Smart Watering With
Irrigation Controllers
To promote water-smart irrigation, many landscapes feature a weather-based irrigation
controller (WBIC). WBICs use current local weather data to adapt landscape irrigation
schedules, only watering plants when they need it. The U.S. Environmental Protection
Agency's (EPA's) WaterSense® program labels WBICs that have been independently certified
to meet performance criteria detailed in the WaterSense Specification for Weather-
Based Irrigation Controllers. Replacing a standard clock timer with a WaterSense labeled
irrigation controller can save an average home thousands of gallons of water annually. This
document summarizes the benefits of WaterSense labeled WBICs, explains how they work,
and describes the additional features they have.
At the core of an irrigation system is the controller or
timer, where irrigation schedules are set, determining
the amount of water applied to the landscape. The
controller or timer is the key interface between the
irrigation system and end user in charge of operating
that system. Homeowners and irrigation professionals
can control when and how much water is applied to
the landscape using controllers or timers.
In addition to water savings, WaterSense labeled
controllers also provide a level of convenience,
reducing the need to change irrigation schedules to
continually match plant water needs as the seasons
change. Furthermore, many labeled controllers
provide the additional convenience of app-based
interfaces, allowing users to view water amounts
and control irrigation right from their mobile devices.
This added convenience allows consumers to track
their irrigation water use, increasing their awareness
of how much water they use outdoors. Additionally,
several labeled models integrate their app-based
software into smart homes systems, adding the option
of remote control over watering times.
Benefits of WaterSense Labeled
A properly designed, installed, and maintained
irrigation system can provide the right amount of
water across a landscape, ensuring water efficiency
and curb appeal. The controller is the brain behind
any good system. In particular, WaterSense labeled
weather-based irrigation controllers:
•	Provide a healthy, beautiful landscape:
WaterSense labeled controllers help landscapes
flourish and remain healthy by customizing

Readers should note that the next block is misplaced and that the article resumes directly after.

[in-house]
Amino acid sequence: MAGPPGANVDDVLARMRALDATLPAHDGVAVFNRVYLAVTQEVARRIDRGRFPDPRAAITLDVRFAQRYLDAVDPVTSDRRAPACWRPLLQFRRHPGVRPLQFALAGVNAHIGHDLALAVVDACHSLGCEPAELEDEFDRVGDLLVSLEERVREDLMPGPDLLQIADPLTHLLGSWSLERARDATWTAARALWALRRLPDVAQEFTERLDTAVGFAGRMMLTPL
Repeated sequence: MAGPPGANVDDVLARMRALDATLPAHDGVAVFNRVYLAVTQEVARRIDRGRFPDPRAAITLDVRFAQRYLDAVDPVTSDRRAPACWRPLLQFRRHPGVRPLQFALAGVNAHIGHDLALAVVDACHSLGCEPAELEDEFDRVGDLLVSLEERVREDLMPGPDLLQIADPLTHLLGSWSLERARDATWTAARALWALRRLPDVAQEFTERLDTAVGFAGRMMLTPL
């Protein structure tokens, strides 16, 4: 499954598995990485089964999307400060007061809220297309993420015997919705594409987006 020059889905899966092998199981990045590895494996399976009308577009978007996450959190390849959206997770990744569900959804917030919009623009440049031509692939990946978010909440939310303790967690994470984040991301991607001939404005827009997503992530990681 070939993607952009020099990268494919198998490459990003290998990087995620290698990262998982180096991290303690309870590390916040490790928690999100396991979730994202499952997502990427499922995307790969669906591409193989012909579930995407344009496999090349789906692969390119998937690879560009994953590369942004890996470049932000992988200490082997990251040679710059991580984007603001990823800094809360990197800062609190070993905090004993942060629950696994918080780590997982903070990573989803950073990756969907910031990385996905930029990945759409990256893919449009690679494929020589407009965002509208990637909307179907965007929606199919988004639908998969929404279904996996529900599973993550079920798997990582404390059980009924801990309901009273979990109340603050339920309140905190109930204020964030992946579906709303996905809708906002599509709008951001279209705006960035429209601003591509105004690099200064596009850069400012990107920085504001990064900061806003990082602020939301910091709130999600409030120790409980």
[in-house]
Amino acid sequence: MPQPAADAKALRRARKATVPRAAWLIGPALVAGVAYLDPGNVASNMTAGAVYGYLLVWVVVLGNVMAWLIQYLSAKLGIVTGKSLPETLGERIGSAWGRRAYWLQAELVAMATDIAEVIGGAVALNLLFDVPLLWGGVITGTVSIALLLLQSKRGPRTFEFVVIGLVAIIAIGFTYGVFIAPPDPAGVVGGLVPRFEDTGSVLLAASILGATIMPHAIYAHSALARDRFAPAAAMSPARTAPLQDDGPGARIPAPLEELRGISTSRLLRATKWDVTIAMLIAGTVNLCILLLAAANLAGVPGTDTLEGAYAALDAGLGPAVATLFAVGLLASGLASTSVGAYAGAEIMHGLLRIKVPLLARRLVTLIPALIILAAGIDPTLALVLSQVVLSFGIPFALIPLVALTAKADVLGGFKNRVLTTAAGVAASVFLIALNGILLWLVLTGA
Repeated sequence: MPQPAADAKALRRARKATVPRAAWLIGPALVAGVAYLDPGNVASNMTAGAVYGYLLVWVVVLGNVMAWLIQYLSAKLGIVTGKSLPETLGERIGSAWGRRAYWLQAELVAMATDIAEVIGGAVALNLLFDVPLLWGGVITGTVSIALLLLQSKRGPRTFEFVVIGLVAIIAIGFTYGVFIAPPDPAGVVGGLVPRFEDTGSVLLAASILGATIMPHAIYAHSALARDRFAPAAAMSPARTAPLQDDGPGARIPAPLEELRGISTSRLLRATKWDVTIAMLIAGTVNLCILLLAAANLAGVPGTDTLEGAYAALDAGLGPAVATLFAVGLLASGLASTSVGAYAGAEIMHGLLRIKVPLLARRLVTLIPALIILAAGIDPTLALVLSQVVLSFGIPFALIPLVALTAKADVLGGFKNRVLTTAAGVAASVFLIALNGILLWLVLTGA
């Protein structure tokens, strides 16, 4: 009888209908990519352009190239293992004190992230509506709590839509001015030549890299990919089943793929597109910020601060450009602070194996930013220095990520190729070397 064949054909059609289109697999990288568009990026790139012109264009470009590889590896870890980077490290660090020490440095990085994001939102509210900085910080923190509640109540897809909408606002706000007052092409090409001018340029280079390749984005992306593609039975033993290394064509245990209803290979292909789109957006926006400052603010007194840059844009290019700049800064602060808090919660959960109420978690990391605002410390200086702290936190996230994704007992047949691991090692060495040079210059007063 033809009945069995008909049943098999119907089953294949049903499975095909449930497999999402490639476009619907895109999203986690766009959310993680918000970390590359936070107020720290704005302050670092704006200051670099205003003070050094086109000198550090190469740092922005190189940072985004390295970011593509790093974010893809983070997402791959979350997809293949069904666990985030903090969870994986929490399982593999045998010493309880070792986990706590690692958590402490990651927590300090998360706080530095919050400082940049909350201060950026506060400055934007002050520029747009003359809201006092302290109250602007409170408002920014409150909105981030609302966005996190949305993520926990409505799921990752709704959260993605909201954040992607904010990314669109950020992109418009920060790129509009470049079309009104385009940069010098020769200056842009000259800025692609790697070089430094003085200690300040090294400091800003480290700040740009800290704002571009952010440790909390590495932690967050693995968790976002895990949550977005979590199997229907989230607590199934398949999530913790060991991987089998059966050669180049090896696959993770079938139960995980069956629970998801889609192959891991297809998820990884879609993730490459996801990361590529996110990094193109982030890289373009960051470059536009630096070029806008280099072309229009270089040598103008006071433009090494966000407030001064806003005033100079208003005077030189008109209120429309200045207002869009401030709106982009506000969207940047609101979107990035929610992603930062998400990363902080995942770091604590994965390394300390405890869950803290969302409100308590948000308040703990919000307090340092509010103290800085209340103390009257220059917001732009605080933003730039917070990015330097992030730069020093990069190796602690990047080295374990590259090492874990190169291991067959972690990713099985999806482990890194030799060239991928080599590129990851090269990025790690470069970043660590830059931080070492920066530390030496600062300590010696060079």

irrigation times for each different plant zone to only
provide plants the water they need,
•	Save money: WaterSense labeled controllers
help users reduce overwatering and may lower
water expenses. Products are available at a
variety of price points and are often incentivized
by water utility rebate programs
•	Reduce water waste: WaterSense labeled
controllers avoid unnecessary watering and
decrease the amount of water running off the
landscape, helping to reduce the amount of
pollution flowing to local waterways.
Photo (above left) courtesy of Hunter Industries Incorporated.
PHONE (866) WTR-SENS (987-7367) WEBSITE EMAIL watersense@epa.sov May 2020

• Provide convenience: Properly programmed
WBICs save users the time and effort required to
keep current on the weather and adjust watering
schedules, App-based products provide the added
convenience of monitoring and controlling water
use from mobile devices, whether onsite or from
How Do WaterSense Labeled WBICs
WaterSense labels WBICs that create or modify
irrigation schedules based on evapotranspiration (ET)
principles, which are a function of weather conditions
and plant type. ET is the quantity of moisture that
is both transpired by a plant (i.e., the water vapor
released from its leaves) and evaporated from the
soil and plant surfaces. WaterSense labeled WBICs
develop or adjust irrigation schedules based on
attributes in the landscape (e.g., plant type, soil type,
slope) and local weather. The data that determine
when the system will water are provided either by a
weather sensor located on the landscape, or via a
signal from a nearby weather station. As a result,
WBICs automatically reduce the watering times or
days when less water is needed, typically during the
cooler months or when rainfall is plentiful.
WaterSense labeled WBICs come in a variety of
models that range in price, complexity and capacity.